We are not like that. Nor is Local Quipster, a noted Friend of RandBall. Let that be the backdrop, then, for something we would like to refer to as the Great Treadmill Race Controversy. We will attempt to lay out the facts and even admit culpability in one area. But in the end, we are pretty sure you will feel the same way we do.
So: We made an appointment last night to run at the Target Center LTF with Local Quipster. The game plan was to meet after work, run, and then watch the Sugar Bowl. LQ upped the ante by throwing down a six-mile treadmill race challenge.
Unfortunately, we were late getting out of work (our fault). We quickly shifted the plan to meet at the treadmills. We fully expected LQ to start first since he had to run home between the workout and the game.
Upon arrival, we found LQ was about 15 minutes into his run. No worries, we figured. These machines are not going anywhere. They are self-timed. We are not making anyone with a stopwatch or cups of water wait any longer if we start at a different time. So we hop on the treadmill, calculate LQ's pace and immediately set a slightly faster pace. We were pushing it -- for us, anyway -- but even within this ridiculous competition we wanted to win.
Around the time LQ hit 4.5 miles, we were around 3 miles. He looks over and says something like, "You better start moving or you're never going to catch me." We replied, "What do you mean, we're already ahead of you." He replied to the effect of, "All I know is that I'm at 4.5 miles and you're at 3. First one to 6 wins."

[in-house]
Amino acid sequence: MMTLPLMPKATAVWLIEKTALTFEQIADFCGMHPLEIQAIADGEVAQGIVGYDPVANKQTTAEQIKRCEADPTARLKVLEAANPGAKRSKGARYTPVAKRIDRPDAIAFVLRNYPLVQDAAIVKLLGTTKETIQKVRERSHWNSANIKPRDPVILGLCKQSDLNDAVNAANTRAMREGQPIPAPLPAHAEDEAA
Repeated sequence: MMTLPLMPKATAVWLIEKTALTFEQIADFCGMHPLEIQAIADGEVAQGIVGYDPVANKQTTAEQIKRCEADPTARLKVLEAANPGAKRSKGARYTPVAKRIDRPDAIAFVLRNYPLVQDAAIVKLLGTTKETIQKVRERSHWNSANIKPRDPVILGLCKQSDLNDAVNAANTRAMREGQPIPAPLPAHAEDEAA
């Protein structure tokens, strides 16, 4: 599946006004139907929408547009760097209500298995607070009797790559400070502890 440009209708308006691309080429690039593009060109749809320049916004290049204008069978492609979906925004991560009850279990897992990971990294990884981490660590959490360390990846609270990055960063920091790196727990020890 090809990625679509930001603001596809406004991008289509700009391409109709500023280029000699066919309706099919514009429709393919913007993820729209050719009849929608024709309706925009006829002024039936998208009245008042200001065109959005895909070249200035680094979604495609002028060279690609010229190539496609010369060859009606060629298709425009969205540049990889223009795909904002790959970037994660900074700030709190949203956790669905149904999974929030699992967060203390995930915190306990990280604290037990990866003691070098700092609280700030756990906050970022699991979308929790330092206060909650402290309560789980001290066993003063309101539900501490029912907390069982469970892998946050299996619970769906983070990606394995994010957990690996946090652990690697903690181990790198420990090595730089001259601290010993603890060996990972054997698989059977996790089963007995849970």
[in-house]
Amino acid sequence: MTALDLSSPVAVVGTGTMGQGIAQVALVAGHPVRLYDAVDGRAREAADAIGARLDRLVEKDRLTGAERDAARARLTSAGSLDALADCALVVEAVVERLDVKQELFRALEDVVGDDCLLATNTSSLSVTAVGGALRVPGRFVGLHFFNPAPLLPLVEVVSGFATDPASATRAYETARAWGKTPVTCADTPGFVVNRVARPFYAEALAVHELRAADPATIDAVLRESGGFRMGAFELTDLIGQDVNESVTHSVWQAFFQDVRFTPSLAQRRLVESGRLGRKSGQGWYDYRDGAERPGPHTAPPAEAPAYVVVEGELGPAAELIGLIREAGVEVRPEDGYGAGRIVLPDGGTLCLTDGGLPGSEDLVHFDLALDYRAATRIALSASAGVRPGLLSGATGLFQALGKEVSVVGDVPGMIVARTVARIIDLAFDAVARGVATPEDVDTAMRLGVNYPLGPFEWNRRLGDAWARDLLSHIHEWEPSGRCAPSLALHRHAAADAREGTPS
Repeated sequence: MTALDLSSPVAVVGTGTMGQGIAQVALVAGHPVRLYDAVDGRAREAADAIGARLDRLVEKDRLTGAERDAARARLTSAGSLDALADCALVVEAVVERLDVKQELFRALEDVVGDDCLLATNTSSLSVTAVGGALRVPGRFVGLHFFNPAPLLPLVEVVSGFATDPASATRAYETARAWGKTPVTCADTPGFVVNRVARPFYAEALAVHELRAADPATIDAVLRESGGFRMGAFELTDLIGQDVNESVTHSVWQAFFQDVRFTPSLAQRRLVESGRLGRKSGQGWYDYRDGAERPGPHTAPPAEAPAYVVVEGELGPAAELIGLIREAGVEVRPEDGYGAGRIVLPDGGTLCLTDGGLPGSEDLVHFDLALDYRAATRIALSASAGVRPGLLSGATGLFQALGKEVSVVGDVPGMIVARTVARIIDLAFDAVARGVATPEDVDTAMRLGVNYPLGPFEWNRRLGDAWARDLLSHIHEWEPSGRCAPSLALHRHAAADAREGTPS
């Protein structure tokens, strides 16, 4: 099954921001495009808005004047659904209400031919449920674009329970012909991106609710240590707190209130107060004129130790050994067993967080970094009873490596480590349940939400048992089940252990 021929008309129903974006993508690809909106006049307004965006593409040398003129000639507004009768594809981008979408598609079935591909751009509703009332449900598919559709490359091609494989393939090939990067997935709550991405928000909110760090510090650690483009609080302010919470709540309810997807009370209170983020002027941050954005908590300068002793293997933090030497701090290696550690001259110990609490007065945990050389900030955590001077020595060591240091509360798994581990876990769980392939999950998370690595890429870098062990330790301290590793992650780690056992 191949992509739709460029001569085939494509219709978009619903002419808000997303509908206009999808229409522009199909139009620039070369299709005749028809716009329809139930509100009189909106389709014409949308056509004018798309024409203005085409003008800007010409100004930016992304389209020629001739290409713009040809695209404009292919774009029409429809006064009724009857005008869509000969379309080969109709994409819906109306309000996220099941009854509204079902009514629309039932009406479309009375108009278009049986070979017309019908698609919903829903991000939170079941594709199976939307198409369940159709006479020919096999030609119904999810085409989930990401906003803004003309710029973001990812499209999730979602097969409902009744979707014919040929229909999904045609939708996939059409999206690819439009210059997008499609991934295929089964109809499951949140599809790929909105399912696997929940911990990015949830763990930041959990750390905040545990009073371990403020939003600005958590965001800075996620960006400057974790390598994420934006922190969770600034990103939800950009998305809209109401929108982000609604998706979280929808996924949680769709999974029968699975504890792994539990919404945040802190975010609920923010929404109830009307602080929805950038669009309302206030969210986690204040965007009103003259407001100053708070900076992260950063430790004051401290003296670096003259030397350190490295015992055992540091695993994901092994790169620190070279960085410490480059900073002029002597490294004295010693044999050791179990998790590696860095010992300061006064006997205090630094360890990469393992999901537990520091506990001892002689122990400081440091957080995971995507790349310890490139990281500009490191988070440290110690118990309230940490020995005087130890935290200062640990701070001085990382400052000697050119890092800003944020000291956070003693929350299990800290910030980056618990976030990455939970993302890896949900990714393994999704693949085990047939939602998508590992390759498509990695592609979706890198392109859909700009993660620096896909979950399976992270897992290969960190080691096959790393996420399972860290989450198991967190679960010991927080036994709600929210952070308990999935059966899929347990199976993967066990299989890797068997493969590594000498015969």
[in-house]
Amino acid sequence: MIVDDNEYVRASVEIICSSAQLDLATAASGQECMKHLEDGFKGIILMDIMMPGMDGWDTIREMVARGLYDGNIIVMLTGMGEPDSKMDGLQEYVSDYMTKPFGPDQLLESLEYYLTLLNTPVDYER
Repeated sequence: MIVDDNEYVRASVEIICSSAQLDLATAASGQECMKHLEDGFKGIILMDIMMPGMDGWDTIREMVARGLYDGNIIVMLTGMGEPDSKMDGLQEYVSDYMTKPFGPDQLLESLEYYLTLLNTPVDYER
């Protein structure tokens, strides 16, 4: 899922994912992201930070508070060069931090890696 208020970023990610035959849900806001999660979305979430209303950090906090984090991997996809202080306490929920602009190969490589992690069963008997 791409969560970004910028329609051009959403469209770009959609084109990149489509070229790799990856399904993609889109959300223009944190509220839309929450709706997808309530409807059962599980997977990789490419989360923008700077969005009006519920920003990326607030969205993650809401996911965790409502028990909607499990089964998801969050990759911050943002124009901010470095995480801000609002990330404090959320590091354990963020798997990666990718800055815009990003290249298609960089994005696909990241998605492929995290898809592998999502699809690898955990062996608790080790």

Whoa, whoa, whoa. That's crazy. In fact, a good 80 percent of us was pretty sure LQ was just trying to mess with our head. But still, for the final 1.5 miles, he could talk about nothing except his impending victory, how it wasn't his fault we showed up later than expected, etc. Our counter was basic logic: That the person who finished six miles in the fastest time should be the winner and that such a ground rule -- while never made explicit -- was at least implicit and any waiver would have needed to be agreed upon before competition began.
Still, LQ finished -- in 51 minutes, 51 seconds -- hopped off the treadmill, declared victory, even asked a nearby woman on an elliptical which one of us appeared to be done while the other was still running, then left. We finished a little while later -- in 50 minutes, 32 seconds -- also smugly assured of victory. Neither one of us has permanently acquiesced since, although LQ did slip up later last night in saying "when you beat me," before quickly demanding that the remarks be stricken from the record.
What we ask of you, dear reader, is not to solve this race dilemma. We're pretty sure it is not a question that needs solving. Rather, we ask:
1) Are you still so ridiculously competitive that you would do something like this, and if so would you be so kind as to provide an example in the comments?
2) Is there something wrong with us?